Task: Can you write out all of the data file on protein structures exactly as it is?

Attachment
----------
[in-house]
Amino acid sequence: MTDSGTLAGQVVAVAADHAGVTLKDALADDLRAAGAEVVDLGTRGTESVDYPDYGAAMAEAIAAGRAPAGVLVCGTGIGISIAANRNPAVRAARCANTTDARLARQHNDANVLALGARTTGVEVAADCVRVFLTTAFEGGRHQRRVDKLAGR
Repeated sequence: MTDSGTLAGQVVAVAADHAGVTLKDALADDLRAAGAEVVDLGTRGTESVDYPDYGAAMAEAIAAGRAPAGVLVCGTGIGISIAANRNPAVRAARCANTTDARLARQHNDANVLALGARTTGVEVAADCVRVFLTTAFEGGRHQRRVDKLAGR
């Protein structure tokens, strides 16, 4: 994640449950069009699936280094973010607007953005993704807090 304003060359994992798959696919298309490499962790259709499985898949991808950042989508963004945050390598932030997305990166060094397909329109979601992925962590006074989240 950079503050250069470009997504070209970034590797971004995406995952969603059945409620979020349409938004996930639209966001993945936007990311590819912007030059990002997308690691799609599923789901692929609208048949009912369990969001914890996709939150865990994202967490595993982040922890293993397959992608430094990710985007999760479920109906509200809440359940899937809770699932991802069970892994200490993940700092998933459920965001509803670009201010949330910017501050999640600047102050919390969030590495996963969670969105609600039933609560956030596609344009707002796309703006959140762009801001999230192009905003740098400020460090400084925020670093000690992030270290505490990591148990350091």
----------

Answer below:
[in-house]
Amino acid sequence: MTDSGTLAGQVVAVAADHAGVTLKDALADDLRAAGAEVVDLGTRGTESVDYPDYGAAMAEAIAAGRAPAGVLVCGTGIGISIAANRNPAVRAARCANTTDARLARQHNDANVLALGARTTGVEVAADCVRVFLTTAFEGGRHQRRVDKLAGR
Repeated sequence: MTDSGTLAGQVVAVAADHAGVTLKDALADDLRAAGAEVVDLGTRGTESVDYPDYGAAMAEAIAAGRAPAGVLVCGTGIGISIAANRNPAVRAARCANTTDARLARQHNDANVLALGARTTGVEVAADCVRVFLTTAFEGGRHQRRVDKLAGR
């Protein structure tokens, strides 16, 4: 994640449950069009699936280094973010607007953005993704807090 304003060359994992798959696919298309490499962790259709499985898949991808950042989508963004945050390598932030997305990166060094397909329109979601992925962590006074989240 950079503050250069470009997504070209970034590797971004995406995952969603059945409620979020349409938004996930639209966001993945936007990311590819912007030059990002997308690691799609599923789901692929609208048949009912369990969001914890996709939150865990994202967490595993982040922890293993397959992608430094990710985007999760479920109906509200809440359940899937809770699932991802069970892994200490993940700092998933459920965001509803670009201010949330910017501050999640600047102050919390969030590495996963969670969105609600039933609560956030596609344009707002796309703006959140762009801001999230192009905003740098400020460090400084925020670093000690992030270290505490990591148990350091």